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SCC Engine Workings


Workings of the SCC engine step by step

  • Expansion stroke

  • 1. The air/fuel mixture burns. The combustion heat causes the pressure of the gas mixture to rise, which presses the piston downwards.
  • Exhaust stroke

  • 2. The exhaust valves open when the piston has reached the bottom of its stroke. Most of the exhaust gases are discharged through the exhaust ports due to the pressure difference between the interior of the cylinder and the outside of the gas ports. This takes place during a short period when the piston is at the bottom dead centre. The remainder of the exhaust gases is discharged through the exhaust ports as the piston moves up.

    3. Just before the piston reaches top dead centre, petrol is injected into the cylinder through the spark plug injector. The inlet valves open at the same time. Exhaust gases mixed with petrol are discharged through both the exhaust and the inlet ports. The prevailing operating conditions determine the exact length of time during which the opening of the exhaust and inlet valves overlaps (and thus the proportion of exhaust gases that will remain in the combustion chamber during combustion). As a general rule, the proportion of exhaust gases is higher at low load than it is at high load.

  • Intake stroke

  • 4. The piston moves downwards. The exhaust and inlet valves are open. The mixture of exhaust gases and petrol is drawn back from the exhaust ports into the cylinder. A large proportion of the exhaust gas/petrol mixture flows up into the inlet ports.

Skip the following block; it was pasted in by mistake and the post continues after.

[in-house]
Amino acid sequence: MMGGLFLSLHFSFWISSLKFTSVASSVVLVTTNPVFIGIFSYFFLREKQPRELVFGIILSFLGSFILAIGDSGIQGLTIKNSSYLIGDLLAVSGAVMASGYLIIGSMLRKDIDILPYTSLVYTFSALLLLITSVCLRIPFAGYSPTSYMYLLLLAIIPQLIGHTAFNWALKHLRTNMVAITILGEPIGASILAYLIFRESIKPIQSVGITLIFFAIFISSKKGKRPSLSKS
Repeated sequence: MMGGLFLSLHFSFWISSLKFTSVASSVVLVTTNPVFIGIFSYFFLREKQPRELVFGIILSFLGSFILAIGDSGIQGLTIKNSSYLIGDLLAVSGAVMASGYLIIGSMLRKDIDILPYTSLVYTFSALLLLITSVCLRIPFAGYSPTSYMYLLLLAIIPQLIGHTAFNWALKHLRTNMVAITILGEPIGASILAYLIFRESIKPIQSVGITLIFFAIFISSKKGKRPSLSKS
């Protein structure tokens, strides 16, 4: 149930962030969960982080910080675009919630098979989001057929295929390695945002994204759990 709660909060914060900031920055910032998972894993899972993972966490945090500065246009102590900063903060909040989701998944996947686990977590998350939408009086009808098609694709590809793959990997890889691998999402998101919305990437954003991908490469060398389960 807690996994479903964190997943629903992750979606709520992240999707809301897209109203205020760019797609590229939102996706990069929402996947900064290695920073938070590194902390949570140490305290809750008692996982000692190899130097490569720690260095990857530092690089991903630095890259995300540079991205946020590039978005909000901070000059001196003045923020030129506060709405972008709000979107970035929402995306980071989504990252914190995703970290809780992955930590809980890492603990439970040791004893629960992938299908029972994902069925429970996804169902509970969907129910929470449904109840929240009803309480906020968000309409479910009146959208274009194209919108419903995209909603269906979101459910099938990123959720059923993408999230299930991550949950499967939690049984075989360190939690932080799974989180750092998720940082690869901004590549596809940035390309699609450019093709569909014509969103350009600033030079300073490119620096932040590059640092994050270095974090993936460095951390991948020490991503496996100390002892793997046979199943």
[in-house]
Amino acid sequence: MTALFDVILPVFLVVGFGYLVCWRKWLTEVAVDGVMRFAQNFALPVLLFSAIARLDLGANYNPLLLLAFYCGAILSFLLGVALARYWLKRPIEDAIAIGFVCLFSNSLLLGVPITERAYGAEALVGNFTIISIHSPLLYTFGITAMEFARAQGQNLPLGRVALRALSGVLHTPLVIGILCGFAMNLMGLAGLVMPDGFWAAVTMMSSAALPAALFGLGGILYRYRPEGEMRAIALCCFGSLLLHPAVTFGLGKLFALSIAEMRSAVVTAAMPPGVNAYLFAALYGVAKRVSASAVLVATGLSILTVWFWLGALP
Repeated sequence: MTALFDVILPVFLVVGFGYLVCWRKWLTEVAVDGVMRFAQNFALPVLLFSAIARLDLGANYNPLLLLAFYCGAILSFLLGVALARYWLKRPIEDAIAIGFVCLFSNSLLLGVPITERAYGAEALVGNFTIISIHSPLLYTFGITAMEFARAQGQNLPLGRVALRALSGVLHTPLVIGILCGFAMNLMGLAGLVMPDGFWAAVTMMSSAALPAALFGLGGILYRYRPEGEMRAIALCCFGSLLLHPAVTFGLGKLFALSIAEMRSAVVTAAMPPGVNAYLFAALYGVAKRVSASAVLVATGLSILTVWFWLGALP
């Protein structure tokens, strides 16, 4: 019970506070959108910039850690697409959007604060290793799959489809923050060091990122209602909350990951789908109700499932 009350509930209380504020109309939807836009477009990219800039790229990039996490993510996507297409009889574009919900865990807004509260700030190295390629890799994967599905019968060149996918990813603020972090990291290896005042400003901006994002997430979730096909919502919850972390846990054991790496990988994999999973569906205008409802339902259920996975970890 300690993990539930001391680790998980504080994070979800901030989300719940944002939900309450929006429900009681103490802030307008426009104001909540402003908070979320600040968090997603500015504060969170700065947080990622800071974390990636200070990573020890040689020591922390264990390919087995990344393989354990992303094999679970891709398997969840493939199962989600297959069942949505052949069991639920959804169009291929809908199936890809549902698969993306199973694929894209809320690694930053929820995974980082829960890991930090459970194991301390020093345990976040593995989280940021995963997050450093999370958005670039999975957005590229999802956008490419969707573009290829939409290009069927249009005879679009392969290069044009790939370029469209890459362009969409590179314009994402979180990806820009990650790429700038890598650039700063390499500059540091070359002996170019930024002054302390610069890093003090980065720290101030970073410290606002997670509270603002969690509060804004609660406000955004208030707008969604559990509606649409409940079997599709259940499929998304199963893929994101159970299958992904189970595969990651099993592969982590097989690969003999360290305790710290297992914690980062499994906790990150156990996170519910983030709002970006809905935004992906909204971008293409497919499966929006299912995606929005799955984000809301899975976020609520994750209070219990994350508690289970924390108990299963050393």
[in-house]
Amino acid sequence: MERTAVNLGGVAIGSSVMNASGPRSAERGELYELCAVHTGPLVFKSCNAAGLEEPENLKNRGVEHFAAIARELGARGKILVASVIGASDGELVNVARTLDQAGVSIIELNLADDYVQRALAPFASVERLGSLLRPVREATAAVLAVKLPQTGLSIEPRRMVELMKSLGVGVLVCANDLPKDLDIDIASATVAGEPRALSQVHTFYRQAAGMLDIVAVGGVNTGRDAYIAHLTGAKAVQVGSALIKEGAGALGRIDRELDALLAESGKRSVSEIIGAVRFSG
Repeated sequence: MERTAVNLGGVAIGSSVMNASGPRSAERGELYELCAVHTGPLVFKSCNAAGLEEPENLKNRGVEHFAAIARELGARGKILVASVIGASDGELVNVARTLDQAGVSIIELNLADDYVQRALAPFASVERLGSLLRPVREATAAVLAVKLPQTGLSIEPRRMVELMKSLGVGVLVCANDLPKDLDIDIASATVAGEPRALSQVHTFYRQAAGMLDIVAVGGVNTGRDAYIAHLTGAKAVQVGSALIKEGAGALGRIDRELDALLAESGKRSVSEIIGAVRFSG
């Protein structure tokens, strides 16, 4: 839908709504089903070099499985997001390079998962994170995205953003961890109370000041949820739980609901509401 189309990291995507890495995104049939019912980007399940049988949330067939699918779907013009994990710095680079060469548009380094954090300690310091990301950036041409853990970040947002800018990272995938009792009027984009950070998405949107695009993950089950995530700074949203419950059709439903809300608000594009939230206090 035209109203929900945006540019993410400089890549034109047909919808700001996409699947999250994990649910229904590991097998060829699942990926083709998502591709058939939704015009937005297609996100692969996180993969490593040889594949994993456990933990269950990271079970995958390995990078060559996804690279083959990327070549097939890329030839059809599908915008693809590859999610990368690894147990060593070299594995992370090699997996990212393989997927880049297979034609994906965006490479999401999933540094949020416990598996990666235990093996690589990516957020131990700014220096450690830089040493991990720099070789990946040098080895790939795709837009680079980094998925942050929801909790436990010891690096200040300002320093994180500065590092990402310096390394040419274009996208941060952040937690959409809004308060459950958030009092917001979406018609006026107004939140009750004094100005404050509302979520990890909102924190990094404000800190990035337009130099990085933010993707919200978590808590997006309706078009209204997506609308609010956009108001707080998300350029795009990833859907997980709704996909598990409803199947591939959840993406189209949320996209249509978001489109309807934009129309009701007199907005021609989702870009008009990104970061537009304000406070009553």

5. The piston continues on its downward travel. The exhaust valves close but the inlet valves remain open, and part of the exhaust gas/petrol mixture that flowed up into the inlet manifold is drawn back into the cylinder.

    6. The piston approaches bottom dead centre. All of the exhaust gas/petrol mixture has now been drawn back into the cylinder, and during the final phase of the inlet stroke, the air needed for combustion is drawn in (14.6 parts of air for every part of fuel).

  • Compression stroke

  • 7. The inlet valves close. The piston moves upward, and the mixture of exhaust gases, air and petrol is compressed. About half-way up the compression stroke (about 45 degrees of crankshaft rotation) and before the spark has ignited the air/petrol mixture, the spark plug injector delivers a blast of air into the cylinder. The air blast creates the turbulence needed to facilitate combustion and shorten the combustion time.

    8. Just before the piston has reached top dead centre, a spark from the electrode of the spark plug injector ignites the air/petrol mixture, and the next expansion stroke begins. The exact instant of ignition is determined by the prevailing operating conditions. Depending on when the ignition instant occurs, the spark is fired either to the fixed electrode across a gap of 3.5 mm or to the electrode in the piston. The spark follows the laws of physics and is fired to the piston as soon as the piston electrode is closer than 3.5 mm to the centre electrode. As a general rule, the spark is fired to the fixed electrode at low load and to the piston electrode at high load.

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